Ready_Player_One is a sci-fi/video-game novel set in the not-to-distant future. The real world has been thoroughly trashed by humanity's continued expansion, and so most people spend all their time logged into a virtual 'world' called OASIS. Then the guy who created OASIS dies, and basicly leaves control of OASIS, as well as his vast personal fortune, to whoever can solve a sequence of puzzles he created (and based off of the eighties of his childhood) as an "Easter Egg".
The book follows one of the fanboys/'professional' egghunters named Parzival. (Well, he has a real-world name, too. It's Wade. But it doesn't really come up.) Years after the first announcement of the contest, Parzival stumbles on the first part of the easter egg, and accidentally tips off everyone else looking for it, including a major megacorporation conglomerate that wants to take control of the OASIS and basicly lock it up forever. Now Parzival and a couple of other 'gunters' are in a race to solve the entire puzzle chain before them.
I greatly enjoyed the book. It knows its popculture, and weaves it together expertly. I found the review-o-blurb inside the front flap kind of disappointing, though. Combined with the cover, it gave me the impression that a fair amount of the book took place in the real world, like James Bond, Bourne, or Spy Kids. But practically the whole thing, including most of the real action, is in OASIS. It does make a few stops out into reality though, and those are good.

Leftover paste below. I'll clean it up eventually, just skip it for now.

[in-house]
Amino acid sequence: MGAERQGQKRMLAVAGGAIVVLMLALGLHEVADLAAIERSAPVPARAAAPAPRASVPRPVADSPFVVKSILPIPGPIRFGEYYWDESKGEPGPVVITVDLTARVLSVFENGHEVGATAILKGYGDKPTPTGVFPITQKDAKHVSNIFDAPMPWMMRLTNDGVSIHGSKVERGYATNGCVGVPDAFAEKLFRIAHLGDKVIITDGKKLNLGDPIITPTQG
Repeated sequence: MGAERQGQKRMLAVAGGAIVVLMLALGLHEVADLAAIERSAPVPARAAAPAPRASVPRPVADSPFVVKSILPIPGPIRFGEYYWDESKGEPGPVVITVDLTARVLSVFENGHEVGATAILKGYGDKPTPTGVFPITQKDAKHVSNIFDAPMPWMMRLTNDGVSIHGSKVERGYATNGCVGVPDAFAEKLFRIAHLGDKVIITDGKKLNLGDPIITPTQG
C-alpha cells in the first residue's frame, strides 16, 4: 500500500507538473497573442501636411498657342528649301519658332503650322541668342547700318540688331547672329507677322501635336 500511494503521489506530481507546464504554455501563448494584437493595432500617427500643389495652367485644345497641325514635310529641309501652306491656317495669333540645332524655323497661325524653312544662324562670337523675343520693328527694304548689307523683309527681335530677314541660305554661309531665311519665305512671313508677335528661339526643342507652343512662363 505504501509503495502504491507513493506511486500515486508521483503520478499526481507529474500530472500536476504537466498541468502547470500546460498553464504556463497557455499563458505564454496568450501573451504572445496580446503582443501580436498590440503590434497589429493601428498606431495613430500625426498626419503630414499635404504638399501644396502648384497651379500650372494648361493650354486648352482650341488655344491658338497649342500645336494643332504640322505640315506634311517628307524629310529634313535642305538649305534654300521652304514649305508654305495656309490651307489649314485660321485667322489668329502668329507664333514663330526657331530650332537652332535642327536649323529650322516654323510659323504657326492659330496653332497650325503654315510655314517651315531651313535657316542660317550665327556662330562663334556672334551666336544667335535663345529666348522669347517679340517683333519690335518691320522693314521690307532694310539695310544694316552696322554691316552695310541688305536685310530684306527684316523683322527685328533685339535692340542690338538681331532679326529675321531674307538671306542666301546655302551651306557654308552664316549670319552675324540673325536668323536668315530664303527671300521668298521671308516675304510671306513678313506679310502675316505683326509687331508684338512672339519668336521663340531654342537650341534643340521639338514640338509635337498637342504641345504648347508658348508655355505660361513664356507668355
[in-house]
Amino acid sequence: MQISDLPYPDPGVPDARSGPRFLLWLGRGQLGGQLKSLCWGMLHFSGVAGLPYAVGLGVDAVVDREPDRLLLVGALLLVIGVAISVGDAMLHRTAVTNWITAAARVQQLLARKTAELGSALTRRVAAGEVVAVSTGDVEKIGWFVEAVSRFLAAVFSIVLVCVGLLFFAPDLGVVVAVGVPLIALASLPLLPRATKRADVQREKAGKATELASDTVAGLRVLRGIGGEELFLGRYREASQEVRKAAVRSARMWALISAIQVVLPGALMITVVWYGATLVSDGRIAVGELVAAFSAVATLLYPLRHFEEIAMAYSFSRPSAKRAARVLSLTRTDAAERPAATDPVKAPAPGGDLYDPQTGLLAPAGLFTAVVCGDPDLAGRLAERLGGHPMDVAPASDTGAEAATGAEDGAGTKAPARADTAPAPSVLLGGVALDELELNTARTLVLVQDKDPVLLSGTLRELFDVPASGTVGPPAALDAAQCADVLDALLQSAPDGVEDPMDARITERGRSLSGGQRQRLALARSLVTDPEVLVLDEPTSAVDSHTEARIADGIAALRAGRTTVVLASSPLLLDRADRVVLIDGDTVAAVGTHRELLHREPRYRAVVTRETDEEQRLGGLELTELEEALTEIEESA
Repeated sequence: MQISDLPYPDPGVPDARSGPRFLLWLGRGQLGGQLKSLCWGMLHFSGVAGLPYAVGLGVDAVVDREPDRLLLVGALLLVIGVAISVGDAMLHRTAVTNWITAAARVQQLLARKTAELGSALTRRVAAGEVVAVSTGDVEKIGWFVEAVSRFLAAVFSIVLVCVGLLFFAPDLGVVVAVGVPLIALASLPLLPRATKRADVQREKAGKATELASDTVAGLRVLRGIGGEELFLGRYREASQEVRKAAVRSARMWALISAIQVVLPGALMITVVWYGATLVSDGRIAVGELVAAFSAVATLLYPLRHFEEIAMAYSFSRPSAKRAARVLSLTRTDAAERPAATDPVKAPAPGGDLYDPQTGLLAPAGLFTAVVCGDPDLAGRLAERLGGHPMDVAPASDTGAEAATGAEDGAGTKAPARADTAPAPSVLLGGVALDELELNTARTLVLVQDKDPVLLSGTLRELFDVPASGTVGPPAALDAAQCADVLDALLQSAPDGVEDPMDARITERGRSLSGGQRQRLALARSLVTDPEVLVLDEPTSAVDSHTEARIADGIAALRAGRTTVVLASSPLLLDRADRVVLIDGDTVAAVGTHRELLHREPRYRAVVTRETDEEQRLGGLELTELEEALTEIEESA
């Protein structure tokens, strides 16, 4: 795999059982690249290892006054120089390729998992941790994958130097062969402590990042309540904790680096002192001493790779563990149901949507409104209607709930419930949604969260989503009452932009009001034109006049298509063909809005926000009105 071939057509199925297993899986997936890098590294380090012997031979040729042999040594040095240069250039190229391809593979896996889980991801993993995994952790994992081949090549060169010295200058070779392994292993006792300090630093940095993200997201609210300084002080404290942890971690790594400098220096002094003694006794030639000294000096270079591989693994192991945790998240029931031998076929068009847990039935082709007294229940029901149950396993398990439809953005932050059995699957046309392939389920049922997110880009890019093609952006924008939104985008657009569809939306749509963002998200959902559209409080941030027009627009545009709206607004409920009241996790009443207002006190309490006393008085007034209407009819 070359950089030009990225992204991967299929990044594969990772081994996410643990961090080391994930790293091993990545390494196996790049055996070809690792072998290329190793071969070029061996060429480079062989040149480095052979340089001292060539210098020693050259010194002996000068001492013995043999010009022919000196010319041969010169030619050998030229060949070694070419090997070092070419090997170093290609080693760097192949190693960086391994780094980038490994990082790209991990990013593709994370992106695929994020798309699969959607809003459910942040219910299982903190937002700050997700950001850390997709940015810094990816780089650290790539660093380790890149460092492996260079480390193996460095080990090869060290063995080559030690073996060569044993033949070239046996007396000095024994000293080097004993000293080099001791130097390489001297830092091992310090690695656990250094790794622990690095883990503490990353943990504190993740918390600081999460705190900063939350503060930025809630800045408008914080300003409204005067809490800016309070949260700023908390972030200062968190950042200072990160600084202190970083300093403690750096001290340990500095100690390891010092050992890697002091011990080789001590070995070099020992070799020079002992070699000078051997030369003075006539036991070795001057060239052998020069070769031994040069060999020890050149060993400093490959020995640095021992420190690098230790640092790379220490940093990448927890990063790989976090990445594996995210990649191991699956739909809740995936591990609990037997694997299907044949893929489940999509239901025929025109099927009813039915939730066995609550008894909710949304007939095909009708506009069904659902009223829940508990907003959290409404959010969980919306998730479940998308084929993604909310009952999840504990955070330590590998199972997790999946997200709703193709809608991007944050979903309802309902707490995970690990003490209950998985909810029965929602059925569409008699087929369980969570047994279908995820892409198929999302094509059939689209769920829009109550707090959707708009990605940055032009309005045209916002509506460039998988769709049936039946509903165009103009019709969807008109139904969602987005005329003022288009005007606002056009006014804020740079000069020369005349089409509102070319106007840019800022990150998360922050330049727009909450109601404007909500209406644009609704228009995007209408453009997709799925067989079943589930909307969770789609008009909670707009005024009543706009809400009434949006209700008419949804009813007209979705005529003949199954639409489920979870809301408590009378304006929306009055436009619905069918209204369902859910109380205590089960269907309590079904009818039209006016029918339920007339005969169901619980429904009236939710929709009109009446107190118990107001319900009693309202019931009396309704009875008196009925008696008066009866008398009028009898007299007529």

[SPOILERS AHEAD] My biggest gripe with the book is actually with the handling of Aech. Aech is Parzival's best friend, at least at the start of the book. In the last fourth or so of the book, they meet up in the real world for the first time, and it turns out that instead of being a guy like her avatar, Aech is actually a girl.
Now, Parzival has fallen for another of their little save-the-world treasurehunting group, Art3mis. This makes her the designated love-interest. Which is fine, don't get me wrong; but at the reveal I was hoping that Aech could challenge that, and by extension the entire Trope. Instead, she's a lesbian. It's handled fairly well I thought, considering it's mostly irelevant and how close it is to the end of the book; but the missed opertunity bugs me, perhaps more than it should. [END SPOILERS]
RATING: A high eight out of ten, would read again.